May 30, 2024
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May 30, 2024
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Linking Northern and Central NJ, Bronx, Manhattan, Westchester and CT

Before I address the title, I have some things to apologize for. First, I’m sorry for the error in the title of last week’s article. By calling the article “The Inevitable Snake,” which addresses the fact that I was obligated to talk about snakes at some point, I possibly led some of you to believe that there is a snake that you could never avoid. Sorry about that.

All right. Moving on to the serious stuff.

Now I would like to apologize for this being the last “Jew at the Zoo” article. I didn’t intend for it to last as long as it did. There is no shortage of different kinds of animals, but I can only come up with so many life lessons one can learn from them until they start to overlap. Don’t get me wrong. The world of animals can be interesting, but I have a hard time connecting every fact to Torah. For example, some species of crow are able to distinguish one human face from another. While I think this is pretty fascinating, I don’t know how to apply it to Jewish life.

Finally, I want to apologize if some of my previous lessons regarding Jewish life felt clichéd. Most of them are probably things that a person could easily learn from a more respectable written source from before my time. I just wanted to teach people about the natural world in a way that people could connect to.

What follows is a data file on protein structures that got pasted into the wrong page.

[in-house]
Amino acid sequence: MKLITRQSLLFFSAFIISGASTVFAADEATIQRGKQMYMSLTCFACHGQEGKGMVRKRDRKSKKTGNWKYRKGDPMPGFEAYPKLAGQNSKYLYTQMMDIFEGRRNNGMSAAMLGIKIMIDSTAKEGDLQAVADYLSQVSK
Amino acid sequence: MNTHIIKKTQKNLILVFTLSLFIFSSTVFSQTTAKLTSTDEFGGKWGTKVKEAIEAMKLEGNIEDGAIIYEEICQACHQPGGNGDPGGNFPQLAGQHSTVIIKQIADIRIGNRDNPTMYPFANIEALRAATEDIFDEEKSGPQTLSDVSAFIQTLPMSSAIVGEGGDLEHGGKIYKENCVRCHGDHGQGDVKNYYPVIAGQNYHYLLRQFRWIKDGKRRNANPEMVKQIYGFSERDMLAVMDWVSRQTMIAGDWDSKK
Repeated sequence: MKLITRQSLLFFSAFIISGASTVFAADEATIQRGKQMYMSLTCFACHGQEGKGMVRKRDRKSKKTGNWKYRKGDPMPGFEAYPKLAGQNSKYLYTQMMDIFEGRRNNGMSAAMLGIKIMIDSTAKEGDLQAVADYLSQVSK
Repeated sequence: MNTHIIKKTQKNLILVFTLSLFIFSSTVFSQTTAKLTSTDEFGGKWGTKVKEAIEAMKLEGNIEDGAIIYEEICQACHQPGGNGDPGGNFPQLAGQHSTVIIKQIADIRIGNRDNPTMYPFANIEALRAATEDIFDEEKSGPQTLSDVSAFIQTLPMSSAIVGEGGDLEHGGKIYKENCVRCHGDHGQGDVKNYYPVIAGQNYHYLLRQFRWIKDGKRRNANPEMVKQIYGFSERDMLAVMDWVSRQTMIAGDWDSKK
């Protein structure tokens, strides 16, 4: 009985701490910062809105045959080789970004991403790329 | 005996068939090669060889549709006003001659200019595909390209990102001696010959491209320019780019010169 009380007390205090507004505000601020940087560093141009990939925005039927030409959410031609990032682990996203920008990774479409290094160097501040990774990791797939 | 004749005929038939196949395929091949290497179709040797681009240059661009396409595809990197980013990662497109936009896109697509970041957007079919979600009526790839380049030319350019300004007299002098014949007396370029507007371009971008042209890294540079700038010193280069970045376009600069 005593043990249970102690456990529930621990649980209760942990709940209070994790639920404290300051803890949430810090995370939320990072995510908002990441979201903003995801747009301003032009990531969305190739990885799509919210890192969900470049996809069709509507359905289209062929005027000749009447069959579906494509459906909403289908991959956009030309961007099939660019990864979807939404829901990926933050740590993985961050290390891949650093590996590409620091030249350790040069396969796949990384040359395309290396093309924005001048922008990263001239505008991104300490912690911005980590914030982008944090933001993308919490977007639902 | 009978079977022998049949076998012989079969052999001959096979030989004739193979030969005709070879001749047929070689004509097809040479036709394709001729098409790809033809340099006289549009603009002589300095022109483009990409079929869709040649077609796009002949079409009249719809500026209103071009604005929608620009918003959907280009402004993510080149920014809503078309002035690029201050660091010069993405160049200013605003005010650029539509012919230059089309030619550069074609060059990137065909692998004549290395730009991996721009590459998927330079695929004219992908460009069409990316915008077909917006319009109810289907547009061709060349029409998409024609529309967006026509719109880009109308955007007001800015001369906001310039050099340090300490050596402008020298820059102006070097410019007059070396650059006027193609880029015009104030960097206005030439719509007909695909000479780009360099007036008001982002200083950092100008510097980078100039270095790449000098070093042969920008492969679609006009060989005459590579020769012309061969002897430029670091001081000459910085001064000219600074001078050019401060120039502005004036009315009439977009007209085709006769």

Anyway, now for what some of you are probably here for: the animal of discussion.

For my final animal, I wanted to talk about Magellanic penguins (Spheniscus magellanicus), one of many bird species at the Bronx Zoo. From what I learned there, they have to deal with threats posed by hazards such as oil spills, overfishing, disease and climate change. Though not classified as an endangered species, their numbers are decreasing. Captive penguins that are bred in zoos don’t know how to survive in the wild.

Of course, I don’t really think anyone reading this article can or will do anything to help. I can’t really expect any of you to fly all the way to the southern coast of South America just to advocate for some penguins. I’m not going to tell you to, or that Hashem wants you to, because after thinking about a certain line in Hallel, I can’t really say I have a firm understanding on how much He cares.

I imagine that some of you will forget about what I write here in about a month or so, and I don’t know how much of a difference I’ve made. What I can say is that from what I know about the world, I’m not feeling too optimistic. Those of us with the money and status to save the environment may not even care enough to read this article, let alone live to see the day when our grandchildren will ask how we were able to carry out daily tasks while having to worry about the threat of gray wolves before they went extinct. I don’t really have any interesting lessons for today, aside from maybe to enjoy the grass while it’s green because it grew that way, and not because it was painted over. Instead, I have some questions for you about both this article and my previous ones.

(Credit: Wikipedia)

Did you learn anything new? Will you think about what it means when you discuss how Hashem created the world? Have you learned to at least appreciate it? Will you search for meaning in it without me? Will you be able to find it? If you are, will you share what you find with other people? Will you at least want to?

Thank you for accompanying me on my journey. I hope you learned as much as I did, if not more.


With this column, Noah Motechin, an English major at Rutgers University, has concluded his summer internship at The Jewish Link. He has an affinity for Torah, writing and the natural world. We thank Noah for his unique, fascinating and instant-hit column “Jew at the Zoo,” and we hope he will consider returning to our pages to share his insights again when his time permits.

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